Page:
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Toast of the Ivies By routing Harvard, Penn avenged last year's loss and won at least a share of another Ivy League title

Franklin Field in Philadelphia, one of the oldest of the great
American football houses, was again the center of the sporting
universe last week. Well, it was on the map, anyway. On Saturday,
Penn played Harvard with the Ivy League title at stake. ESPN used
Franklin Field as the set for College GameDay. One of the
analysts, Lee Corso, dressed as Ben Franklin, Penn's founder,
creating a bald spot on the top of his head with what looked like
a flesh-colored yarmulke. When Corso predicted a Penn win, a few
hundred Quakers fans whooped and cheered. For a moment the
Ancient Eight rumbled the way the Big 10 does weekly, although
you could not find a single fan, male or female, with nipples
painted in Penn's red-and-blue colors. It was a cold, wet day,
and Penn kids are smart.

Both teams entered the game with 5--0 records in league play,
meaning that Saturday's winner would secure at least a tie for
the Ivy League championship. Since 1982 the Quakers have been Ivy
poison, winning 10 titles outright or in part. There's no
postseason in the Ivy League; the only way to assure yourself a
wholly satisfying off-season is to win all seven of your league
games. Last year Penn and Harvard were undefeated when they met
in Week 9. Harvard won at home 28--21, then defeated Yale in the
final week. The Quakers and their fans spent a year waiting for

When the game finally arrived, more than 18,000 spectators
congregated at Franklin Field. The Harvard faithful, many of them
wearing crimson neckties underneath foul-weather gear suited to
America's Cup sailing, were cheerful for a while. But at some
point, whether because of the driving rain or the lopsided score
or the Penn custom of flinging toast, some of America's most
mannerly football fans could take it no more. When a boy asked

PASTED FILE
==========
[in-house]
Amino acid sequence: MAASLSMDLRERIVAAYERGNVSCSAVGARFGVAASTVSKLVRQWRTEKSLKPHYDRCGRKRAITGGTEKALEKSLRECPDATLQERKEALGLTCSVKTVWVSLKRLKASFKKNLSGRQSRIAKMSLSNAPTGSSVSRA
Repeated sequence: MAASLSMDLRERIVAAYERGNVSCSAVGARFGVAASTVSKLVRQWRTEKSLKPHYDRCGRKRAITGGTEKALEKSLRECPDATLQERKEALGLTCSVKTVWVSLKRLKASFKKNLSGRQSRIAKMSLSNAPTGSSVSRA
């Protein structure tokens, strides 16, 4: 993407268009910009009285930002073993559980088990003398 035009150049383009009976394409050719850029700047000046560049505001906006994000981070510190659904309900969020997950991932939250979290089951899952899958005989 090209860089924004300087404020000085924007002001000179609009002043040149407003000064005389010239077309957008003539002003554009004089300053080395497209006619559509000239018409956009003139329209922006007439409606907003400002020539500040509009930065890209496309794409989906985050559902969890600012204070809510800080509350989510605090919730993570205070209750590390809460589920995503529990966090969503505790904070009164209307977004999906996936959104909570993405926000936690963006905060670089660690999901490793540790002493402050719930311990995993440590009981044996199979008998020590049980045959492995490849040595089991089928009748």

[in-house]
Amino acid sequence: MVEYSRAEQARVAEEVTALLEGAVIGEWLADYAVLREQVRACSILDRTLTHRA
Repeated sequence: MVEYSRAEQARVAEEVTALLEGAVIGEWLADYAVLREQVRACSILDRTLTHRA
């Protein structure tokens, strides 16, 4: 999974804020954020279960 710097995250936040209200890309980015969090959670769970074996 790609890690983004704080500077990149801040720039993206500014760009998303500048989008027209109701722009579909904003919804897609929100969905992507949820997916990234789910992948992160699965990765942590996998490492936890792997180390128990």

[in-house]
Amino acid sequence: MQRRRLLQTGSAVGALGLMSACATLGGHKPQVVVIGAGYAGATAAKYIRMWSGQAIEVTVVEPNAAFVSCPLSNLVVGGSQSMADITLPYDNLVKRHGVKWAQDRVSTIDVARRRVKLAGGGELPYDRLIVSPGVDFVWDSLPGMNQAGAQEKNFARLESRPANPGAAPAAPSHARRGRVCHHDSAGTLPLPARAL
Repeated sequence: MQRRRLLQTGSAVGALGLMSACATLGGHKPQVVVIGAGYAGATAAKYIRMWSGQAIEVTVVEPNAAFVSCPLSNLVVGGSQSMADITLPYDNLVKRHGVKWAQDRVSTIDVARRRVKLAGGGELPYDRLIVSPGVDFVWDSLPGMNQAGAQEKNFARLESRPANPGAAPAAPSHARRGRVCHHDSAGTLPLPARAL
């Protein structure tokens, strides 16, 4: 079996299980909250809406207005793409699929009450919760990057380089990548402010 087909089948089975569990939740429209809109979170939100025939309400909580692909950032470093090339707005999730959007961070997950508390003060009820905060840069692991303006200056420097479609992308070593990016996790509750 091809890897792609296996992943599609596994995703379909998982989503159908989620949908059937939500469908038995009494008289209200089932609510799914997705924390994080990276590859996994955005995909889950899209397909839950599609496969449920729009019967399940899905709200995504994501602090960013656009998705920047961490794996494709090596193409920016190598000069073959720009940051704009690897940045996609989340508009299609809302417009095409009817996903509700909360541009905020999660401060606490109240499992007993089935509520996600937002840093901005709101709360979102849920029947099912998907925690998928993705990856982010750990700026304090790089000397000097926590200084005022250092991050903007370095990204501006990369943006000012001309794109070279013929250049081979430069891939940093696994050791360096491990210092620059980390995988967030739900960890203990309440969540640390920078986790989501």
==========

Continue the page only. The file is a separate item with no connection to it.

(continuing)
his father why Penn fans were throwing bread, the dad tugged on
the brim of his Harvard cap, stared straight ahead and said
dismissively, "Just some silly tradition." No, it's called humor,
rooted in the Quakers' fight-song lyric, "Here's a toast to dear
old Penn."

The final score: Penn 44, Harvard 9. A closer game had been
expected. Harvard entered the game sixth in the nation in total
offense; Penn was first against the rush. On Saturday you could
see why the Quakers' defense had been dominant. The Penn hits
were punishing. The beginning of the end for Harvard came late in
the first quarter, when Penn senior defensive end Chris
Pennington recovered a fumble and ran the most gratifying 51-yard
dash of his life, for a touchdown. The Quakers then scored 34
unanswered points before Harvard scored a late touchdown. Penn
coach Al Bagnoli called it the best performance by the Quakers in
his 11 years at the university. His kids played as if they had
something to prove. And they did. "I talked to Harvard when I was
coming out of high school, but they didn't like my SAT score,"
Pennington said after the game. He went to La Salle High, near
Philly, and scored 1,180 on the SAT. "I liked Penn better

The Harvard game was Pennington's last at Franklin Field. This
Saturday he and his teammates will make the six-hour bus trip
north for the season-ender at Cornell. Harvard plays Yale at
home. If Harvard wins and Penn loses, the two teams will share
the Ivy title. Yet by late Saturday afternoon Penn kids were
wearing Tshirts stenciled with the words penn 2002 ivy league
champions. Maybe that wasn't the smartest thing, but at least the
extra layer was helping to keep them dry.

COLOR PHOTO: CHUCK SOLOMON IT'S A WRAP After the Penn defense smothered Crimson quarterback Neil Rose, the Quakers had plenty to celebrate.

COLOR PHOTO: CHUCK SOLOMON IT'S A WRAP After the Penn defense smothered Crimson quarterback Neil Rose, the Quakers had plenty to celebrate.

Mighty Quakers

Since 1982, Penn has dominated Ivy League football, winning the
conference 10 times either outright or in part. Here are the
champions over the last two decades.


1982 Dartmouth, Harvard, Penn
1983 Harvard, Penn
1984 Penn
1985 Penn
1986 Penn
1987 Harvard
1988 Cornell, Penn
1989 Princeton, Yale
1990 Cornell, Dartmouth
1991 Dartmouth


1992 Dartmouth, Princeton
1993 Penn
1994 Penn
1995 Princeton
1996 Dartmouth
1997 Harvard
1998 Penn
1999 Brown, Yale
2000 Penn
2001 Harvard